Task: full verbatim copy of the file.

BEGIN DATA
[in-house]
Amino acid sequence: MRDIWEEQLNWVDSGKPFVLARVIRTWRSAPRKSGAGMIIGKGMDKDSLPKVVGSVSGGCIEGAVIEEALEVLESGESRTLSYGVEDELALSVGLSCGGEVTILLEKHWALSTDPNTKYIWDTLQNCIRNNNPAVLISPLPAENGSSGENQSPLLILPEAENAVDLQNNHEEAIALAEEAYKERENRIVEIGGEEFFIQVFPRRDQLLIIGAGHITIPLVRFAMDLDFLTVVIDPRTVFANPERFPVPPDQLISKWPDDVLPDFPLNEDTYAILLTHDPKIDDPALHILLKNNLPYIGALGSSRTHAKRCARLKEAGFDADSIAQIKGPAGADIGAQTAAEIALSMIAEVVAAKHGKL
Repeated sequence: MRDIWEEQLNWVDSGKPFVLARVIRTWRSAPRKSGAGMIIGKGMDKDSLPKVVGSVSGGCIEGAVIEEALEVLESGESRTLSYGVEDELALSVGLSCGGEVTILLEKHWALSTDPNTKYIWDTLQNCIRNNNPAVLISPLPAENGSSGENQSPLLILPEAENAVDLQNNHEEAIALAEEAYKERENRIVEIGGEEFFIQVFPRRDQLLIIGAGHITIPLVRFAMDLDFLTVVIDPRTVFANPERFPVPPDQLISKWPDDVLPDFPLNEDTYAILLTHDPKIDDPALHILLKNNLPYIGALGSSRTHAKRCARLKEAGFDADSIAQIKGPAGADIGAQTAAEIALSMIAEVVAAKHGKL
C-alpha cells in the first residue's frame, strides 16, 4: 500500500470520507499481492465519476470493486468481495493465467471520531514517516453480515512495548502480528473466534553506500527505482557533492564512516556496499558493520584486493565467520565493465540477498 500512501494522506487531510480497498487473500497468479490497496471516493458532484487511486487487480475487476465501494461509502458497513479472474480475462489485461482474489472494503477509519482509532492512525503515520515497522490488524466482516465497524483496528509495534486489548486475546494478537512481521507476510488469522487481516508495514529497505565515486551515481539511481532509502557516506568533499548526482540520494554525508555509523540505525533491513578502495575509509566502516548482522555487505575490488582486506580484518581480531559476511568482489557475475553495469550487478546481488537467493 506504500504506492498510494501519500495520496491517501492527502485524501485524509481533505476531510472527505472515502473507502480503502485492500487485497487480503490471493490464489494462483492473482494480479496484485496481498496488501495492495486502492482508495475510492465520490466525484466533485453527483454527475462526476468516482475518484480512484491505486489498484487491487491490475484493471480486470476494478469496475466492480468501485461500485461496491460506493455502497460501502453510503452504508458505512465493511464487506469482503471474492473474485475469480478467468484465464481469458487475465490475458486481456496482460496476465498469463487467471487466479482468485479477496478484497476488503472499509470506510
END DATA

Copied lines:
[in-house]
Amino acid sequence: MRDIWEEQLNWVDSGKPFVLARVIRTWRSAPRKSGAGMIIGKGMDKDSLPKVVGSVSGGCIEGAVIEEALEVLESGESRTLSYGVEDELALSVGLSCGGEVTILLEKHWALSTDPNTKYIWDTLQNCIRNNNPAVLISPLPAENGSSGENQSPLLILPEAENAVDLQNNHEEAIALAEEAYKERENRIVEIGGEEFFIQVFPRRDQLLIIGAGHITIPLVRFAMDLDFLTVVIDPRTVFANPERFPVPPDQLISKWPDDVLPDFPLNEDTYAILLTHDPKIDDPALHILLKNNLPYIGALGSSRTHAKRCARLKEAGFDADSIAQIKGPAGADIGAQTAAEIALSMIAEVVAAKHGKL
Repeated sequence: MRDIWEEQLNWVDSGKPFVLARVIRTWRSAPRKSGAGMIIGKGMDKDSLPKVVGSVSGGCIEGAVIEEALEVLESGESRTLSYGVEDELALSVGLSCGGEVTILLEKHWALSTDPNTKYIWDTLQNCIRNNNPAVLISPLPAENGSSGENQSPLLILPEAENAVDLQNNHEEAIALAEEAYKERENRIVEIGGEEFFIQVFPRRDQLLIIGAGHITIPLVRFAMDLDFLTVVIDPRTVFANPERFPVPPDQLISKWPDDVLPDFPLNEDTYAILLTHDPKIDDPALHILLKNNLPYIGALGSSRTHAKRCARLKEAGFDADSIAQIKGPAGADIGAQTAAEIALSMIAEVVAAKHGKL
C-alpha cells in the first residue's frame, strides 16, 4: 500500500470520507499481492465519476470493486468481495493465467471520531514517516453480515512495548502480528473466534553506500527505482557533492564512516556496499558493520584486493565467520565493465540477498 500512501494522506487531510480497498487473500497468479490497496471516493458532484487511486487487480475487476465501494461509502458497513479472474480475462489485461482474489472494503477509519482509532492512525503515520515497522490488524466482516465497524483496528509495534486489548486475546494478537512481521507476510488469522487481516508495514529497505565515486551515481539511481532509502557516506568533499548526482540520494554525508555509523540505525533491513578502495575509509566502516548482522555487505575490488582486506580484518581480531559476511568482489557475475553495469550487478546481488537467493 506504500504506492498510494501519500495520496491517501492527502485524501485524509481533505476531510472527505472515502473507502480503502485492500487485497487480503490471493490464489494462483492473482494480479496484485496481498496488501495492495486502492482508495475510492465520490466525484466533485453527483454527475462526476468516482475518484480512484491505486489498484487491487491490475484493471480486470476494478469496475466492480468501485461500485461496491460506493455502497460501502453510503452504508458505512465493511464487506469482503471474492473474485475469480478467468484465464481469458487475465490475458486481456496482460496476465498469463487467471487466479482468485479477496478484497476488503472499509470506510